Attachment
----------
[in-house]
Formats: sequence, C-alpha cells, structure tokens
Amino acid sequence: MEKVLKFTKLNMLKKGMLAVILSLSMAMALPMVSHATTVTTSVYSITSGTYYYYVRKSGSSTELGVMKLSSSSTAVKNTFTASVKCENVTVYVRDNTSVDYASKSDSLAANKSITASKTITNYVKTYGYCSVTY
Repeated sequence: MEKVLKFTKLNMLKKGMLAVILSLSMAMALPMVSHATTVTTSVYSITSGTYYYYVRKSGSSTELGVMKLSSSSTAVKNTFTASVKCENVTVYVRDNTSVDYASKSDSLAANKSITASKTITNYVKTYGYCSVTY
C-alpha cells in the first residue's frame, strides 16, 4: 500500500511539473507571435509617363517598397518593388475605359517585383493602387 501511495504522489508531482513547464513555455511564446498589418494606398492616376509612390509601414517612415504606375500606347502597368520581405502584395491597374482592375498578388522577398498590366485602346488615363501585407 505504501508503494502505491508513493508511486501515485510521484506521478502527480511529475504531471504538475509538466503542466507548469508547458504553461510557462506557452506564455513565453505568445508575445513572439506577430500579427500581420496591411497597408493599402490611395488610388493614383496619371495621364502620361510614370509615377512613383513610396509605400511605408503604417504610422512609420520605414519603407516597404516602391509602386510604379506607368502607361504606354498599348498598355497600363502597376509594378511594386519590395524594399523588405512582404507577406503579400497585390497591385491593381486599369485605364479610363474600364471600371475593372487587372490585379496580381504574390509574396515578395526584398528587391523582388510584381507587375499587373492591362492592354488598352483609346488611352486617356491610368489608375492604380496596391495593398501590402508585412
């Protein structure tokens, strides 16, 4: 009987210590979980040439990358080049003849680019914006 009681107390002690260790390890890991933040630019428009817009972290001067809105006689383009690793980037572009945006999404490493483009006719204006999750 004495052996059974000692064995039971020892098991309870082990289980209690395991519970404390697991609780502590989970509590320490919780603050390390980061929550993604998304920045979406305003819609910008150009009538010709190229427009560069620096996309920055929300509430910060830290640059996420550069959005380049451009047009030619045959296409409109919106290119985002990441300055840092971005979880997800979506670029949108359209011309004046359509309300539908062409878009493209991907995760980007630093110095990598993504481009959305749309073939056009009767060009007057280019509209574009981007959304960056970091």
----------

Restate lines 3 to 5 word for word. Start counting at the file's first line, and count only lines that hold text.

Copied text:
Amino acid sequence: MEKVLKFTKLNMLKKGMLAVILSLSMAMALPMVSHATTVTTSVYSITSGTYYYYVRKSGSSTELGVMKLSSSSTAVKNTFTASVKCENVTVYVRDNTSVDYASKSDSLAANKSITASKTITNYVKTYGYCSVTY
Repeated sequence: MEKVLKFTKLNMLKKGMLAVILSLSMAMALPMVSHATTVTTSVYSITSGTYYYYVRKSGSSTELGVMKLSSSSTAVKNTFTASVKCENVTVYVRDNTSVDYASKSDSLAANKSITASKTITNYVKTYGYCSVTY
C-alpha cells in the first residue's frame, strides 16, 4: 500500500511539473507571435509617363517598397518593388475605359517585383493602387 501511495504522489508531482513547464513555455511564446498589418494606398492616376509612390509601414517612415504606375500606347502597368520581405502584395491597374482592375498578388522577398498590366485602346488615363501585407 505504501508503494502505491508513493508511486501515485510521484506521478502527480511529475504531471504538475509538466503542466507548469508547458504553461510557462506557452506564455513565453505568445508575445513572439506577430500579427500581420496591411497597408493599402490611395488610388493614383496619371495621364502620361510614370509615377512613383513610396509605400511605408503604417504610422512609420520605414519603407516597404516602391509602386510604379506607368502607361504606354498599348498598355497600363502597376509594378511594386519590395524594399523588405512582404507577406503579400497585390497591385491593381486599369485605364479610363474600364471600371475593372487587372490585379496580381504574390509574396515578395526584398528587391523582388510584381507587375499587373492591362492592354488598352483609346488611352486617356491610368489608375492604380496596391495593398501590402508585412